They went on to say how important communication is. "We decided that every day at 3 we would meet at the boat's anchor and talk, debrief what's going on with each other. There's so much to do on board, that we do need to make time to communicate," Sabine said.
I think about raising my daughter, now six, in our peaceful little community in lovely Oahu. I feel very lucky to reside in such a safe and family-friendly state.
Yet, I worry about all the things moms do: criminals, getting hit by a car, rejection at a new school, not to mention the stress of fighting traffic, juggling schedules, managing Olivia's homework.
Sabine agreed; these are not her worries. On the other hand, "The grandparents miss them terribly, and for a long time before Mary and Christine (the staffers) joined us, there were only two of us adults to watch over everyone. When you sail at night you need to keep watch so you don't hit anything. If there is a storm, it's worse. Imagine staying up all night to keep the boat upright and then having to watch the kids all day the following day. The kids are sleeping through the storm, you know, so they're full of energy the next day."
On a more mundane level, there are things that Dario and Sabine wish to give their children: "A dog. Dancing lessons. Violin lessons." Different countries have quarantine rules, making a pet impossible to have on board.
I spent 90 minutes playing with the children, who seemed well-adjusted and were so friendly and smart. The oldest, eight year old Salina, chattered away about the whales she saw by Santa Lina, Italy and the hikes in Patagonia and Nepal. The three year old, Noe, climbed on my lap and started chanting "Rio De Janeiro" when photos of Brazil flashed on the slideshow. "That's his favorite city," Dario explained.
Salina, fluent in English, easily moved back and forth between English and Swiss German when she couldn't figure out a word. She was bright, charming, and amazing. Added her mom, "I was so shy as a child, but due to our lifestyle on the boat, my children have had to learn to be extroverted. Salina will just go up to a new child and ask to play. I'm glad that this lifestyle has given her this outgoing personality."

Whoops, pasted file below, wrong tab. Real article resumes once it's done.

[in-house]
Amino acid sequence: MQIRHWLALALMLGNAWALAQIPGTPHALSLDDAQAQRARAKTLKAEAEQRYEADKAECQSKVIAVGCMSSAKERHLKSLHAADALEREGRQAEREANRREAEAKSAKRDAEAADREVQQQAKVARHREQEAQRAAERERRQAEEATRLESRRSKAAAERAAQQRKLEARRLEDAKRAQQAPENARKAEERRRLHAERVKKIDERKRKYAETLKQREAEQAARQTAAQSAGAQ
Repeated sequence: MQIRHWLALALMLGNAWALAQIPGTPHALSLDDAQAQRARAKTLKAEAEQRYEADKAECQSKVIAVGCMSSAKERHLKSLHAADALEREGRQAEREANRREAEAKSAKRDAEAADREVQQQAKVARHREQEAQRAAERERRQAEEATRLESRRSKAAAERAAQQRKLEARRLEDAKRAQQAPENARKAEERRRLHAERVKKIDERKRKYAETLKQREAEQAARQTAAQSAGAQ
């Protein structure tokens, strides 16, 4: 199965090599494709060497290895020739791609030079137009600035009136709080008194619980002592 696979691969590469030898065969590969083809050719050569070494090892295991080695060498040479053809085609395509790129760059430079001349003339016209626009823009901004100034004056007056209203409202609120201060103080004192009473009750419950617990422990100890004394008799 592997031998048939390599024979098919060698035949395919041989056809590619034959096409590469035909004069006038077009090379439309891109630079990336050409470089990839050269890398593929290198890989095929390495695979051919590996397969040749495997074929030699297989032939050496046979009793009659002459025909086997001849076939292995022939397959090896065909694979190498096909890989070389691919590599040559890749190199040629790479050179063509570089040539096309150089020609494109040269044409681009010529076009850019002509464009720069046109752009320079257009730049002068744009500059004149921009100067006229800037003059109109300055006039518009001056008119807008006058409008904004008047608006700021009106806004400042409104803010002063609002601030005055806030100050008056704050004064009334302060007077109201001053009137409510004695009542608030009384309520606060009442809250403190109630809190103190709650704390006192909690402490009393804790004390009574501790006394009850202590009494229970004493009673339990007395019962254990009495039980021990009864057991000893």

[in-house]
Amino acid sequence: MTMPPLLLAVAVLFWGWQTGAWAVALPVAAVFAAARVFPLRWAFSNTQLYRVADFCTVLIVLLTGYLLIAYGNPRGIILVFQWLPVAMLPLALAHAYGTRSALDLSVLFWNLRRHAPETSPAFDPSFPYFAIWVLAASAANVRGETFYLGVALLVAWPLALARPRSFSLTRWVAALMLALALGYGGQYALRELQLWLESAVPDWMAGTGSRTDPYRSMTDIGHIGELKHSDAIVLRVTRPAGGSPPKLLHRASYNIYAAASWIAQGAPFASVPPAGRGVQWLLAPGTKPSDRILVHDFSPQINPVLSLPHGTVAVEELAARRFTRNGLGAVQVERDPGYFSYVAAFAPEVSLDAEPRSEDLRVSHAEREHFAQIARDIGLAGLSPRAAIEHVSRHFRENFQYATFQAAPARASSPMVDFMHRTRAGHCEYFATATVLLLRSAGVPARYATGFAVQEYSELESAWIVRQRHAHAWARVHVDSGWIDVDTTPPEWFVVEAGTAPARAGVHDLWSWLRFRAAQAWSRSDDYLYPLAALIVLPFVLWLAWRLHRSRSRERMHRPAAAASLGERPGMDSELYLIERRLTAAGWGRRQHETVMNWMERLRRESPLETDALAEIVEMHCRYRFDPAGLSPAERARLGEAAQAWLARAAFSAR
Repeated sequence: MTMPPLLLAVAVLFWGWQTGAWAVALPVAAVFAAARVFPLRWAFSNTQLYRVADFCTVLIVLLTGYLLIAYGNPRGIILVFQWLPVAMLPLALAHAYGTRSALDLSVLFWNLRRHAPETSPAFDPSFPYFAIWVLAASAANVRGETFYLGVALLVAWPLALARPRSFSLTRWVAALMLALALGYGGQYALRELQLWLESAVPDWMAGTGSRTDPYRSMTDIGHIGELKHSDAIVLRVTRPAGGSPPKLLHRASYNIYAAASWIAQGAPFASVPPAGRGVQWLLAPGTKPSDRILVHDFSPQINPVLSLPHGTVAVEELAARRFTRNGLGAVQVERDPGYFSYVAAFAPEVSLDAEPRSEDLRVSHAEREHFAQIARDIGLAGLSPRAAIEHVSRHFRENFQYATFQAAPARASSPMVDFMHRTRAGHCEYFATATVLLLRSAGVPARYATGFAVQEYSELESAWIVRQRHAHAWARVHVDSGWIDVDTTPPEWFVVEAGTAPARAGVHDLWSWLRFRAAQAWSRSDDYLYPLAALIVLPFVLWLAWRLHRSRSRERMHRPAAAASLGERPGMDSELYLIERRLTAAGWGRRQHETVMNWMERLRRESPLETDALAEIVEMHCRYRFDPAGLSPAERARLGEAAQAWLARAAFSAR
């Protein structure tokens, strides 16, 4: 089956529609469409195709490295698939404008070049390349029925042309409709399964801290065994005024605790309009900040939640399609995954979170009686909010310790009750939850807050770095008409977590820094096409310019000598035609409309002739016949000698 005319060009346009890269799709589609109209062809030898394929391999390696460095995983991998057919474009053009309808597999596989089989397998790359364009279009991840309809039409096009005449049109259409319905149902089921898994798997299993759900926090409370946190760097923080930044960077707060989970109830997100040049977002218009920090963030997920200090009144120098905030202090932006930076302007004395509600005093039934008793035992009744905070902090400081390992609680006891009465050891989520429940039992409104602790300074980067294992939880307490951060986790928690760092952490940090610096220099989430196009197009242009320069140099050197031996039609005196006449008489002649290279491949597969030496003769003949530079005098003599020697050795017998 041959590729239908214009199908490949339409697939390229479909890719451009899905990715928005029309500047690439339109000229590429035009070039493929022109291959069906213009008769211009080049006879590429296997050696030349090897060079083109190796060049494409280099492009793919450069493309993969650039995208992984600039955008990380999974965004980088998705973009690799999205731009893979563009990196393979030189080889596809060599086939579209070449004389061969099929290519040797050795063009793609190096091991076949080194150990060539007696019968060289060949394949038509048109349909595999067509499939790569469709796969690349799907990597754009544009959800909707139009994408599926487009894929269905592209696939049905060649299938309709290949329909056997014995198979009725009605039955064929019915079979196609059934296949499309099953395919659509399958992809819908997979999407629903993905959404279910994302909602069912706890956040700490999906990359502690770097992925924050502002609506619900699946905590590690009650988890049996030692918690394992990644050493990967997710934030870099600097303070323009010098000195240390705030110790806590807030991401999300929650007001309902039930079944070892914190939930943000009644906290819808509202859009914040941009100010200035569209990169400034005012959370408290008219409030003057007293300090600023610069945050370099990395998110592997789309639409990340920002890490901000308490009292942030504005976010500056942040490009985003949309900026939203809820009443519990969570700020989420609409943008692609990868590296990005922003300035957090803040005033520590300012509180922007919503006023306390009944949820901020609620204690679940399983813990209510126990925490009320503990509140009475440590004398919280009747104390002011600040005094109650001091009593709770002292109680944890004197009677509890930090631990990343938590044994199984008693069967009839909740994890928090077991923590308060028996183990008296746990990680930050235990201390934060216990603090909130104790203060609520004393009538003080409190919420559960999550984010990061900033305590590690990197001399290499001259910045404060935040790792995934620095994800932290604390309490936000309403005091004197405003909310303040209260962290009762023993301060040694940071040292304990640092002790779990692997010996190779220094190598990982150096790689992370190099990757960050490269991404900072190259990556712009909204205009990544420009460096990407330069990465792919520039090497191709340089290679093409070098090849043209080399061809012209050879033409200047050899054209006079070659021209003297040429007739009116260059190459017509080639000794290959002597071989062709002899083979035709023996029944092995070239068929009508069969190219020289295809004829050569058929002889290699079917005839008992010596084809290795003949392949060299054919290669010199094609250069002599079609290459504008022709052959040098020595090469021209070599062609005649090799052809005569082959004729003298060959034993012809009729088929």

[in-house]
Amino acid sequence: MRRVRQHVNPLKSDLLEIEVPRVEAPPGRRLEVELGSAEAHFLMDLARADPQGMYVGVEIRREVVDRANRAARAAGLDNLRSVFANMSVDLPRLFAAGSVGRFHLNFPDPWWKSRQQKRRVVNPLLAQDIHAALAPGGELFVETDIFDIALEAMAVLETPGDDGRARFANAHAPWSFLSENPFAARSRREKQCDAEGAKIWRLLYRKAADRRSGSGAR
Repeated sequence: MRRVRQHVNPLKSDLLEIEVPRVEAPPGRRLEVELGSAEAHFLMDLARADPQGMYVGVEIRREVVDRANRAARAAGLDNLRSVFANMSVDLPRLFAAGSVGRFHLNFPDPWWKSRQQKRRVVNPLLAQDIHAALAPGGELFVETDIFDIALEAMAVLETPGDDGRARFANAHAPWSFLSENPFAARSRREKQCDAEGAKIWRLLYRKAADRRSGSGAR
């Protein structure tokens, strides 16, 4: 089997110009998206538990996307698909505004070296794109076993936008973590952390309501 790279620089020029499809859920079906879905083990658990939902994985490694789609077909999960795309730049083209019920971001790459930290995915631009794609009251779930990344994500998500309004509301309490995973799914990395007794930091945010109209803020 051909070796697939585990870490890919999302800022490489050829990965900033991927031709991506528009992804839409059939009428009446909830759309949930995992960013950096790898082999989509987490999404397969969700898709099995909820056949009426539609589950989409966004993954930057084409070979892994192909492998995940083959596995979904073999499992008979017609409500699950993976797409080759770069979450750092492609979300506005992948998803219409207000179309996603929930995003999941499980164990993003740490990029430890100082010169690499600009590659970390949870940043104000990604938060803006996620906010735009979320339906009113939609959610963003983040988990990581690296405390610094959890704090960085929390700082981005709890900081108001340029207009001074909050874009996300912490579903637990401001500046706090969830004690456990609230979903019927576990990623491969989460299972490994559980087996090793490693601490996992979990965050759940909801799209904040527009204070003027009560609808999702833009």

Dario elaborated on more positives. "They aren't spoiled. We have limited space on board, so they're limited to one box of toys. If they get a new toy, they have to give one away to make space. They also learned to eat all the food on their plate because we don't have the luxury of wasting food. And they listen. When I tell them to put on their life vest, they do it right away and don't complain. They know it's for their safety and their life depends on it," he said.
These kids have lived more in their short existence than many people do in a lifetime; it's such an impressive thought to mull over. The family plans to stay at sea until 2017.
I couldn't imagine giving up my land life to do what they are doing, which adds to the fascination of talking to the Schworers and hearing about their many travels and tales.
I was especially fond of Salina, who gave me a huge hug that knocked me backwards when it was time to go. "Don't go," she said, reminding me of Olivia. "I don't want you to go." As most children draw a picture of their house, Salina drew a picture of her boat as a gift to me to remember her, before she left to ride the next wave of adventure.